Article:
The second (classification) step will utilize a supervised decision-tree algorithm. Training objects for the algorithm will be selected for each of five classes: water, clouds (if present), burned areas, crops, and grassland. These data will be used to train a decision tree classifier algorithm. Use of a decision tree is indicated for two reasons. First, the number of available training objects for some classes is likely to be small, and decision trees are robust in the presence of sparse or non-normal data. Second (and related) the decision tree method allows factors such as object shape, size, and texture to be included as classification variables, along with the object's spectral information. These object geometric properties often do not conform to a parametric distribution, making them incompatible with parametric decision rules. A new decision tree will be developed for each image, to accommodate phenological difference between dates.

Once each image is classified, all objects will be imported into the ArcMap GIS. Because only burned areas are of interest here, objects belonging to other classes will be recoded as ‘unburned'. All mapped burns near reservoirs and large rivers will also be eliminated, since water is likely to be confused with burned area. Two types of burn information will be maintained within the ArcMap spatial data base, one consisting of burns coded by the date of first detection, and the other consisting of a cumulative map of all burned areas. Note that date of first detection may not be the actual burn date, since the burning may have occurred after the time of satellite overpass or on a day when cloud conditions prevented clear image acquisition .

Clearly, the most crucial step in development of the classification algorithm is determination of a set of rules for discriminating between burned and unburned areas. Although conceptually simple, the decision-tree classifier is subject to error, the most significant of which are likely to be caused by the continual phenological development of the canopy during the green up period. To circumvent this problem, we will calibrate decision trees using field observations of burned and non-burned grasslands at the Konza Prairie Biological Station (KPBS) and Rannells Ranch experimental range, both prairie research sites administered by KSU. In-situ spectral reflectance will be measured using an Analytical Spectral Device (ASD) portable hyperspectral radiometer. The spectral response of burned and non-burned sites will be measured immediately prior to burning and for several days afterward using the ASD instrument. The spectral response of MODIS bands 1 and 2 will then be synthesized from the hyperspectral data and used to improve the accuracy of the classification decision tree.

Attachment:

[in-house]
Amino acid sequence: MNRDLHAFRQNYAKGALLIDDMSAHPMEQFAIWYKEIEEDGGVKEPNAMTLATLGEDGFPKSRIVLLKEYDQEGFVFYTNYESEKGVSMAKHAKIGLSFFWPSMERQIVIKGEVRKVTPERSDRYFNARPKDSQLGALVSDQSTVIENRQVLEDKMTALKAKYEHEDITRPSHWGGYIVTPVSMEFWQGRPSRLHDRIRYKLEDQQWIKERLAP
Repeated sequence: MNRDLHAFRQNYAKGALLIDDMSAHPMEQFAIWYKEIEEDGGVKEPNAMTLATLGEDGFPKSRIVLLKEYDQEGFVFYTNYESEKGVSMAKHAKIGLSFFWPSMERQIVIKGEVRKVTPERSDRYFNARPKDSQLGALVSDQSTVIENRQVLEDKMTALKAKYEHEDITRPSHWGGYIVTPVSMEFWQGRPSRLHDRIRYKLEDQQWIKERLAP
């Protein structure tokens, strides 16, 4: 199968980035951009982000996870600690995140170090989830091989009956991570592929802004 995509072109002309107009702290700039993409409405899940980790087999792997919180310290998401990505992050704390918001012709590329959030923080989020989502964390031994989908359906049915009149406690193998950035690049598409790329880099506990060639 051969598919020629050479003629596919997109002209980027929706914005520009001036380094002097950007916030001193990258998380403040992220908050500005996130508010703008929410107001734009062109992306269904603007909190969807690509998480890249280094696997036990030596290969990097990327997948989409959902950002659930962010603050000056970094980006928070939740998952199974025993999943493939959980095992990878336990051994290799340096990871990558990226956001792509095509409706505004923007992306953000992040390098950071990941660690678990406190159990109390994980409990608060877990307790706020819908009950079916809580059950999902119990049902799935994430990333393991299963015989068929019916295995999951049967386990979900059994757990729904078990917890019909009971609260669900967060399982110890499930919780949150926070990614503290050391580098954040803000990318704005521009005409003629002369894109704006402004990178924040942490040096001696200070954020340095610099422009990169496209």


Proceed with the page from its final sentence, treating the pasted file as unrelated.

Accuracy of the burn maps will be assessed through field survey. Obviously, it is not possible to check the accuracy of burn area calculation for the retrospective (2001-2007) data set, although results from the pilot study showed that the burn mapping technique described above achieved detection accuracies exceeding 90%. We will therefore begin our field analysis during the 2008 burning season and continue through all three years of the project. Burn locations for 2008-2010, will be determined by periodic field reconnaissance in the Flint Hills during the active fire season. As earlier noted, burns tend to be concentrated in time on prime burning days, thus our field surveys will be conducted soon after these burning days are observed to have occurred. Burn sites will be located by visual survey, and their locations determined using a portable GPS receiver. When access to the land can be obtained (i.e. where owner permission is granted), GPS will be used to delineate the perimeter of burns, from which ground-based estimates of the burned area can be obtained. The area of these sites will be compared to satellite-derived estimates as a further check on the accuracy of the mapping algorithm. A spatial data base of burn reference data will be constructed within a GIS framework to facilitate comparison with image data.

In areas where access to burns is not possible (either due to terrain restrictions or access problems), the location of burned areas will still be mapped using triangulation techniques based on sitings made from accessible locations proximal to the burn site. Proximal locations will be located via GPS. This technique will not provide detailed information on burn area, but it will allow us to assess the accuracy with which burn sites can be detected. Because retrospective accuracy assessment is not possible, the accuracy of the 2008-10 burn maps will be used as a surrogates for the accuracy of mapped data from the retrospective years of the study.

Burned Area Mapping in the Flint Hills Using Object-Based Classification of MODIS Imagery Poster